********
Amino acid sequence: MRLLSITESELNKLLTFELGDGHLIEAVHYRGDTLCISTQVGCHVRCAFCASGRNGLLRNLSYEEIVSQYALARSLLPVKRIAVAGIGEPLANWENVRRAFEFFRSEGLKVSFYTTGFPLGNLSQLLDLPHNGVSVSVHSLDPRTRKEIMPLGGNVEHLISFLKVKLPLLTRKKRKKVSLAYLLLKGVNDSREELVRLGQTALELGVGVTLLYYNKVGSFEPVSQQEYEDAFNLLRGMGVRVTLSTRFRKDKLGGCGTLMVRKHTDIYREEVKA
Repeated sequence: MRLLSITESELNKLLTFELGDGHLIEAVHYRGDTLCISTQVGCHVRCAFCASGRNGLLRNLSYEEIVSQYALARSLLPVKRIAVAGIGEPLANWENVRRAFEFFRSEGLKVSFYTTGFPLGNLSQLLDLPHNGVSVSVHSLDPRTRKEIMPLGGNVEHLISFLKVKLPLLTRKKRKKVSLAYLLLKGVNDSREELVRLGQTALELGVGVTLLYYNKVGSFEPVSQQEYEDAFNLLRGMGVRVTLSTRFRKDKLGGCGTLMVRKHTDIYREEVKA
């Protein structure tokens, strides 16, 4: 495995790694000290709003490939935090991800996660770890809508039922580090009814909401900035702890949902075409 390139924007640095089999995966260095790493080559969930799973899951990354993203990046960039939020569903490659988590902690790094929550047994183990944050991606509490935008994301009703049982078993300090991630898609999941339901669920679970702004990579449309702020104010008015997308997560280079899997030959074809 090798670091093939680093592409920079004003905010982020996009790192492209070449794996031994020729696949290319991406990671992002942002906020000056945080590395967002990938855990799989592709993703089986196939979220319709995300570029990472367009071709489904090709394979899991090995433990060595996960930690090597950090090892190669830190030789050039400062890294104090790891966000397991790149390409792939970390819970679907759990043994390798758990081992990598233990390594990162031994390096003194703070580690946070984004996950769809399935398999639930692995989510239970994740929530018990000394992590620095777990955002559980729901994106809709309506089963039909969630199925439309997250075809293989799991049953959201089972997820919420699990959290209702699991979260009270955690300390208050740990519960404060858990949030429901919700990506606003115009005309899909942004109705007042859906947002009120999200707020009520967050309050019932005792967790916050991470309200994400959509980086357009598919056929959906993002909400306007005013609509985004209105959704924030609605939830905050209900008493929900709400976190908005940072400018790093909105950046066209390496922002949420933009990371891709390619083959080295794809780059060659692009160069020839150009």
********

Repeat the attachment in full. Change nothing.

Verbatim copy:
Amino acid sequence: MRLLSITESELNKLLTFELGDGHLIEAVHYRGDTLCISTQVGCHVRCAFCASGRNGLLRNLSYEEIVSQYALARSLLPVKRIAVAGIGEPLANWENVRRAFEFFRSEGLKVSFYTTGFPLGNLSQLLDLPHNGVSVSVHSLDPRTRKEIMPLGGNVEHLISFLKVKLPLLTRKKRKKVSLAYLLLKGVNDSREELVRLGQTALELGVGVTLLYYNKVGSFEPVSQQEYEDAFNLLRGMGVRVTLSTRFRKDKLGGCGTLMVRKHTDIYREEVKA
Repeated sequence: MRLLSITESELNKLLTFELGDGHLIEAVHYRGDTLCISTQVGCHVRCAFCASGRNGLLRNLSYEEIVSQYALARSLLPVKRIAVAGIGEPLANWENVRRAFEFFRSEGLKVSFYTTGFPLGNLSQLLDLPHNGVSVSVHSLDPRTRKEIMPLGGNVEHLISFLKVKLPLLTRKKRKKVSLAYLLLKGVNDSREELVRLGQTALELGVGVTLLYYNKVGSFEPVSQQEYEDAFNLLRGMGVRVTLSTRFRKDKLGGCGTLMVRKHTDIYREEVKA
């Protein structure tokens, strides 16, 4: 495995790694000290709003490939935090991800996660770890809508039922580090009814909401900035702890949902075409 390139924007640095089999995966260095790493080559969930799973899951990354993203990046960039939020569903490659988590902690790094929550047994183990944050991606509490935008994301009703049982078993300090991630898609999941339901669920679970702004990579449309702020104010008015997308997560280079899997030959074809 090798670091093939680093592409920079004003905010982020996009790192492209070449794996031994020729696949290319991406990671992002942002906020000056945080590395967002990938855990799989592709993703089986196939979220319709995300570029990472367009071709489904090709394979899991090995433990060595996960930690090597950090090892190669830190030789050039400062890294104090790891966000397991790149390409792939970390819970679907759990043994390798758990081992990598233990390594990162031994390096003194703070580690946070984004996950769809399935398999639930692995989510239970994740929530018990000394992590620095777990955002559980729901994106809709309506089963039909969630199925439309997250075809293989799991049953959201089972997820919420699990959290209702699991979260009270955690300390208050740990519960404060858990949030429901919700990506606003115009005309899909942004109705007042859906947002009120999200707020009520967050309050019932005792967790916050991470309200994400959509980086357009598919056929959906993002909400306007005013609509985004209105959704924030609605939830905050209900008493929900709400976190908005940072400018790093909105950046066209390496922002949420933009990371891709390619083959080295794809780059060659692009160069020839150009």